Special to the Vanguard
OAKLAND, CA – California Attorney General Rob Bonta today issued legal guidance to local governments, reminding them of the strict requirements under state law for enacting so-called “urgency zoning ordinances.” The Housing Justice Team within the California Department of Justice has observed that some local jurisdictions have responded to state housing laws passed in recent years by enacting urgency zoning ordinances in an apparent attempt to limit or circumvent state housing mandates. Under California Government Code Section 65858, urgency zoning ordinances require written “legislative findings that there is a current and immediate threat to the public health, safety, or welfare” demanding immediate action. In today’s guidance, Attorney General Bonta underscores that local governments should review any urgency zoning ordinances they have enacted, or are considering enacting, for compliance with those limited emergency circumstances.
“Under California law, urgency zoning ordinances can only be enacted if a high bar is met. Unfortunately, we are seeing urgency zoning ordinances that fall short of meeting that high bar,” said Attorney General Bonta. “As I’ve said time and again, every community must do its part to build housing — unless there’s a real emergency, they cannot use urgency zoning ordinances to stop housing developments. I encourage local governments take a good look at their urgency zoning ordinances for compliance with the guidance we are providing today. My office is committed to taking legal action against those who frustrate California’s goals of increasing housing supply and affordability.”
Among the state housing laws providing for streamlined approval of certain housing developments are Senate Bill 9 (SB 9) and Assembly Bill 2011 (AB 2011). Under SB 9, local agencies must provide a “ministerial” approval process for any proposed duplex within a single-family residential zone, or for any proposed lot split of a single-family residential parcel. Under AB 2011, which took effect July 1, 2023, “ministerial” review is similarly required for affordable housing projects located in commercial zones. Ministerial review is where a public official, such as local planning staff, ensures that the proposed development meets all the applicable objective standards for the proposed action but uses no special discretion or judgment in reaching a decision.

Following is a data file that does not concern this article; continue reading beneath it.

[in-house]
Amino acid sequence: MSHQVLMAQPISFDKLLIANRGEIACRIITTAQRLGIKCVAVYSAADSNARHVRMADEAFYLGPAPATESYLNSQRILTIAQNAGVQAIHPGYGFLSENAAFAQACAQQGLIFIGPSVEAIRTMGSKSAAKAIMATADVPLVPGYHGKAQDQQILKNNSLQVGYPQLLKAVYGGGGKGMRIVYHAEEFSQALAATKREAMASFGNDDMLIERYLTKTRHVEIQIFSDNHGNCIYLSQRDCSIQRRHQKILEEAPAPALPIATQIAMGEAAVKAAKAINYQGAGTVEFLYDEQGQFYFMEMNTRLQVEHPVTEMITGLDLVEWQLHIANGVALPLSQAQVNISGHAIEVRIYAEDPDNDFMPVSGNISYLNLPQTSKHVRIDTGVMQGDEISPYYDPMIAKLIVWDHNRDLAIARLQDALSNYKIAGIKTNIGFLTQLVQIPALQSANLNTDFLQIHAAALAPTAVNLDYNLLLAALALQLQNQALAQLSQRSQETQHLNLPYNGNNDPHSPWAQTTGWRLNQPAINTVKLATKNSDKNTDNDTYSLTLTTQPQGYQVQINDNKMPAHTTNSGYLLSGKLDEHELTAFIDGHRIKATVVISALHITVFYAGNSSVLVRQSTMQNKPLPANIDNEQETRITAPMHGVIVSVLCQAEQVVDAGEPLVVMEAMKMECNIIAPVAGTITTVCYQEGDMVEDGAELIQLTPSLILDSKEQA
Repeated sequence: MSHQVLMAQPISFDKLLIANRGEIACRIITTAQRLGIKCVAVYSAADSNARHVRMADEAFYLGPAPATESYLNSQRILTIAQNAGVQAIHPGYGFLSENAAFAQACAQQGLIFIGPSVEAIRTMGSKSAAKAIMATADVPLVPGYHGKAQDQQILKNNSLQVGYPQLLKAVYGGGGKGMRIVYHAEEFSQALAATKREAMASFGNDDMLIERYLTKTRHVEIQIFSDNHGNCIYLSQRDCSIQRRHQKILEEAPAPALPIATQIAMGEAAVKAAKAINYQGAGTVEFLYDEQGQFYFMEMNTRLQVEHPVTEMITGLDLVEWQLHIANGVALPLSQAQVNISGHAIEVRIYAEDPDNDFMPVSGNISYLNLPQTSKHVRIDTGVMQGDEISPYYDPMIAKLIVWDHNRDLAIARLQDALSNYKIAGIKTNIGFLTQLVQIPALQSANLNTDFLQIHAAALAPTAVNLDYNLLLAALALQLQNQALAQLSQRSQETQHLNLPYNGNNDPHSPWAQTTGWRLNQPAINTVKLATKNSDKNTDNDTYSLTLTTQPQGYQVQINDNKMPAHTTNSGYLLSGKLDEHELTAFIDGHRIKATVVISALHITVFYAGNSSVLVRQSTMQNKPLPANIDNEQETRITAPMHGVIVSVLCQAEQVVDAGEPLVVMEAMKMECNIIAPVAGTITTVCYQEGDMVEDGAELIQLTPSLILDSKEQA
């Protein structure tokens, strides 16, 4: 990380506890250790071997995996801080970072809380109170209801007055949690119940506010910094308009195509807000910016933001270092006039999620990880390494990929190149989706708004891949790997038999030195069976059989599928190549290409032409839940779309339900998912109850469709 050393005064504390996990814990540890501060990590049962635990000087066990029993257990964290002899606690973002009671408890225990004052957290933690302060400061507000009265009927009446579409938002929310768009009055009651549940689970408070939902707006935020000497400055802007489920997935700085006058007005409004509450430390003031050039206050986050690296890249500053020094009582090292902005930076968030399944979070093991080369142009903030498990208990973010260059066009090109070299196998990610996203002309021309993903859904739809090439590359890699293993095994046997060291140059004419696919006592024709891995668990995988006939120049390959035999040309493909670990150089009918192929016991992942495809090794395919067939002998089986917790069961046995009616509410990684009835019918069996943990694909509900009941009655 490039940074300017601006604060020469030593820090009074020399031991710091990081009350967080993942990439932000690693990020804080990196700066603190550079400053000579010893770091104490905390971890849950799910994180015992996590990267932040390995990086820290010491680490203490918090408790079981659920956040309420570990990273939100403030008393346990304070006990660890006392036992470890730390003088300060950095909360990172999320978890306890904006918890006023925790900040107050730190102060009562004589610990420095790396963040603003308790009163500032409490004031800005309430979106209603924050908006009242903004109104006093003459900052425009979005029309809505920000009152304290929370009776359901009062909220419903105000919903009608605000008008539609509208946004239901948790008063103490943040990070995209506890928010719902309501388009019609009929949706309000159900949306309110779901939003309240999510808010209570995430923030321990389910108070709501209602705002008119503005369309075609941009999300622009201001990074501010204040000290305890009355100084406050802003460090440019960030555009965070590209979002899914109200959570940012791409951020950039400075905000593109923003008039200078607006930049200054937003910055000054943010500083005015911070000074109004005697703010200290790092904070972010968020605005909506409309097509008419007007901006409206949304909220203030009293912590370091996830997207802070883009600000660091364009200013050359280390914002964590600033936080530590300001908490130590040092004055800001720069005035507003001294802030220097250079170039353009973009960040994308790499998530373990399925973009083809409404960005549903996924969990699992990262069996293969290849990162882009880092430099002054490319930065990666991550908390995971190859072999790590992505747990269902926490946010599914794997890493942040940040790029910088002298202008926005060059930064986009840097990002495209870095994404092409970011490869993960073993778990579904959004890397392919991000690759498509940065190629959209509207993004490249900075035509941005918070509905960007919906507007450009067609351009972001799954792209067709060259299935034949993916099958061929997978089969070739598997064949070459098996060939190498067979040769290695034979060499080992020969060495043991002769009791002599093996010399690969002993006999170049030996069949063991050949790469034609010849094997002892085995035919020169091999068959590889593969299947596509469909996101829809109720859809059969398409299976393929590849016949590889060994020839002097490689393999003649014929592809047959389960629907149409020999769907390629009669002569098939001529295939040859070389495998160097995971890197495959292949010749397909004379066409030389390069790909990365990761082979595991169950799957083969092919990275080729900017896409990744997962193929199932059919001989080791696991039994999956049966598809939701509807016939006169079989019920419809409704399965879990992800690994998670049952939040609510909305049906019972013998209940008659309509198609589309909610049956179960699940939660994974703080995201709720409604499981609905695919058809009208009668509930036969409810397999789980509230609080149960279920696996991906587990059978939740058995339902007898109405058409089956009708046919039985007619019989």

In today’s guidance, Attorney General Bonta includes the following information:
- Written legislative findings are required to support claims that SB 9 or AB 2011’s requirements could pose a threat to public health, safety, or welfare. Such findings must be made with specificity; otherwise, an urgency zoning ordinance is likely invalid. Laws requiring ministerial approval of housing development, such as SB 9 or AB 2011, do not by themselves constitute a current and immediate threat to public health, safety, or welfare. Generalized concerns about visual or aesthetic standards are insufficient to support an urgency ordinance.
- In addition, urgency zoning ordinances must demonstrate immediate need, meaning that local agencies face immediate threats.
- To keep an urgency zoning ordinance prohibiting multifamily housing in place beyond 45 days, local jurisdictions must identify a significant, quantifiable, direct, and unavoidable impact based on objective policies in existence at the time the ordinance is adopted. Local jurisdictions must also demonstrate that there is no feasible alternative that would mitigate or avoid the adverse impact “as well or better, with a less burdensome or restrictive effect,” than the urgency ordinance.
Attorney General Bonta is committed to enforcing California’s housing laws and ensuring that communities throughout the state work in good faith to build their fair share of housing. On November 3, 2021, he announced the creation of a Housing Justice Team within the California Department of Justice. On April 1, 2022, he issued a consumer alert reminding California’s tenants of their rights and protections under state law. On July 13, 2022, he issued legal guidance about steps law enforcement officers should take to prevent and respond to unlawful lockouts and self-help evictions. On March 9, 2023, he filed a lawsuit against the City of Huntington Beach for violating state housing laws. On May 1, 2023, he filed a lawsuit against the City of Elk Grove, challenging the city’s denial of a proposed supportive housing project in the city’s Old Town Special Planning Area. On June 16, 2023, he announced a settlement against Green Valley Corporation, a San Jose-based housing developer and property manager, to resolve allegations that the company violated the California Tenant Protection Act by issuing unlawful rent increases to nearly 20 of its employee tenants and serving unlawful eviction notices to six of those employee tenants. On June 27, 2023, he announced filing a comment letter that identifies serious legal issues concerning the proposed Airport Gateway Specific Plan in the Inland Empire Cities of Highland and San Bernardino.
A copy of the guidance can be found here.